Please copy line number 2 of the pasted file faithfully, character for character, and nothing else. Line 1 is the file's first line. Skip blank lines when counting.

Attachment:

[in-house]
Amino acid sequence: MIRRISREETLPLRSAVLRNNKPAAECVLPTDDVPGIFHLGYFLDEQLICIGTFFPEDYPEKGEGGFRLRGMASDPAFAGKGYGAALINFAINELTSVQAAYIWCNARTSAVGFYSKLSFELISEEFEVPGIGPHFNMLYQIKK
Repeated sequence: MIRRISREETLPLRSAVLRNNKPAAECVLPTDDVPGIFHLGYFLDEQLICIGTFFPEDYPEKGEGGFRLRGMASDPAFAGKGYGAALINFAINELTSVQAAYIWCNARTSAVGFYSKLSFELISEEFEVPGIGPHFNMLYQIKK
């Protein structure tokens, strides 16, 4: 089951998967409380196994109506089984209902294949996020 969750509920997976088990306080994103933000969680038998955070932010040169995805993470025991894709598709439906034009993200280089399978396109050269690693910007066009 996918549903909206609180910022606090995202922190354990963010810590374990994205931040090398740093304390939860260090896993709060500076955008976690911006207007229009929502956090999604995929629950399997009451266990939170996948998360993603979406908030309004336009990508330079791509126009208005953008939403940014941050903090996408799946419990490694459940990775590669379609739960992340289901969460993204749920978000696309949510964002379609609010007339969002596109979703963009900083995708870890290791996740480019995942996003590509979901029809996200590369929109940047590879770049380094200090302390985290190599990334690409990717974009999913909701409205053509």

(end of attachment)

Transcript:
Amino acid sequence: MIRRISREETLPLRSAVLRNNKPAAECVLPTDDVPGIFHLGYFLDEQLICIGTFFPEDYPEKGEGGFRLRGMASDPAFAGKGYGAALINFAINELTSVQAAYIWCNARTSAVGFYSKLSFELISEEFEVPGIGPHFNMLYQIKK